The MCHB research grants program is housed within the Division of Research, Training, and Education, Maternal and Child Health Bureau, Health Resources and Services Administration (HRSA), Department of Health and Human Services (HHS).

Eligible applicants for MCHB research grants include public or nonprofit organizations of higher learning and public or nonprofit private agencies and organizations engaged in research, or conducting maternal and child health (MCH) research, or children with special health care needs (CSHCN) programs. These applied, extramural, investigator-initiated grants are multidisciplinary in orientation. Many are uniquely focused on the health of minorities and the disadvantaged.The amount of funding available for research grants is approximately $13 million. Deadlines for grant applications are March 1 and August 1.

The MCHB reviews between 100 and 124 new research applications annually. Currently there are 47 active projects receiving funding. The approval rate for new applications is approximately 15 percent. The review process is similar, but independent from, that of the National Institutes of Health (NIH). The types of research funded include:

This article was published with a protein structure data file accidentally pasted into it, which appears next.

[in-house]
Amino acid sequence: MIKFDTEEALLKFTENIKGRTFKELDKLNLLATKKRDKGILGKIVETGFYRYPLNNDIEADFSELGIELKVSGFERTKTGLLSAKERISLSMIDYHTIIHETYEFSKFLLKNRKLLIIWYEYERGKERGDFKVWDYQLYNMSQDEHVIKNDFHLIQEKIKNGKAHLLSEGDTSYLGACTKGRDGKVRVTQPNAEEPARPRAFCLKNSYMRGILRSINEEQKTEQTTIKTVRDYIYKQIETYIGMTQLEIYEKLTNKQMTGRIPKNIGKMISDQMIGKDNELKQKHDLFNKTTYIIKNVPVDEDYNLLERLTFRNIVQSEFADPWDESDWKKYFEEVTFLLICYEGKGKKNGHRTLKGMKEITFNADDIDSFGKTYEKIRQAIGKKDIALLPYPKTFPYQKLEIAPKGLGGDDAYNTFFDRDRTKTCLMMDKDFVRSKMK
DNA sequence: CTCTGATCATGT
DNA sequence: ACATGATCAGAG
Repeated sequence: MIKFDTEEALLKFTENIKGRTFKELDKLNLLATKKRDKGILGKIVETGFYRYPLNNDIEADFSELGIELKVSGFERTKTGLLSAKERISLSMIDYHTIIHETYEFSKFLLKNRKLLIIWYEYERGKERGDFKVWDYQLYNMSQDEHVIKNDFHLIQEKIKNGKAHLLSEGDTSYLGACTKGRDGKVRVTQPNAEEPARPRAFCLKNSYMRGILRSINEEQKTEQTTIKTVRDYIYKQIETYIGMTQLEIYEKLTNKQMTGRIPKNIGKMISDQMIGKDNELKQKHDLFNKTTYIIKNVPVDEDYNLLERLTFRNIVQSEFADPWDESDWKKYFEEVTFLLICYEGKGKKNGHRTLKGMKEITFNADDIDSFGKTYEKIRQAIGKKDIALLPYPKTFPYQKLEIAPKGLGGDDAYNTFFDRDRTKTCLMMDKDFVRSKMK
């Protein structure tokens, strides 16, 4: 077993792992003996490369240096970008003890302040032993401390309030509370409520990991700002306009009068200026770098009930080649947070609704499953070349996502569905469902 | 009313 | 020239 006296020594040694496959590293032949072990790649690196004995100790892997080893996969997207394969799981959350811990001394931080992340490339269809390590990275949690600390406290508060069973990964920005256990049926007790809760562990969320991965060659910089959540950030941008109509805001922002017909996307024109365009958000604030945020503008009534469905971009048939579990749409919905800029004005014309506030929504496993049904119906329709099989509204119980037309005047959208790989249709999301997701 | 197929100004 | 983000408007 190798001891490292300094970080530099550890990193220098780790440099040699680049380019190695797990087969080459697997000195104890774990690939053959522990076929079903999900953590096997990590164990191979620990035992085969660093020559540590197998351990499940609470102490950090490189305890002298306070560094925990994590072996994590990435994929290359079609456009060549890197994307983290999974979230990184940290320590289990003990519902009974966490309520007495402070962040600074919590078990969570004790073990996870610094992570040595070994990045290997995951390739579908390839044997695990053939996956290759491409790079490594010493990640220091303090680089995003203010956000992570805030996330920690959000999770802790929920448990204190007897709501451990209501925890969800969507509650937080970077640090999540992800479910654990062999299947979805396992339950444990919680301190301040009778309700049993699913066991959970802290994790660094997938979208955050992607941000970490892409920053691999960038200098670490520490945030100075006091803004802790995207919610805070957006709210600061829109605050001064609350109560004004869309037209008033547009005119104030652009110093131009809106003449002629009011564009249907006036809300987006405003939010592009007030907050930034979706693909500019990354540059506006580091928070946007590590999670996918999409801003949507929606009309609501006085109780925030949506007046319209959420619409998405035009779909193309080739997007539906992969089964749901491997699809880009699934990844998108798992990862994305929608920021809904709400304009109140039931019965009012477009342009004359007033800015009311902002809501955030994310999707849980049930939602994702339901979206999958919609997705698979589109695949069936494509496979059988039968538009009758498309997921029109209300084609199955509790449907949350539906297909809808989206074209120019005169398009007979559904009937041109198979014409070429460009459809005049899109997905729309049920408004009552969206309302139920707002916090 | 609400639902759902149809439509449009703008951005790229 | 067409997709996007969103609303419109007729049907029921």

• Health services (40 percent).
  • Behavioral (30 percent).
  • Medical/clinical (20 percent).
  • Epidemiological (10 percent).

The MCHB's research agenda and program priorities for grant funding were recently revised. They focus on 11 broadly demarcated priority areas, which are further defined by an array of research issues and questions. The 11 priority areas have been selected based on HRSA, MCHB, and the Nation's 2010 goals, as well as from recommendations from the Title V Research Priorities Conference. Many of these areas touch upon potential interests of child health services researchers, such as cost, quality, and behavioral studies related to children with special health care needs.

Application materials and program guidance are available from:

HRSA Grants Application Center
Call toll-free 1-877-477-2123
CFDA number for the program is: 93.110RS.

Additional information may be obtained from:

Gontran Lamberty, Ph.D., Chief, Research Branch, MCHB
Phone: (301) 443-2190

The URL of the Agency's Web site is

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Agency for Health Care Policy and Research (AHCPR)

Denise M. Dougherty, Ph.D., Coordinator, Child and Adolescent Health Activities at AHCPR, provided a description of the agency, its history, research interests, and grant opportunities available at AHCPR for child health researchers.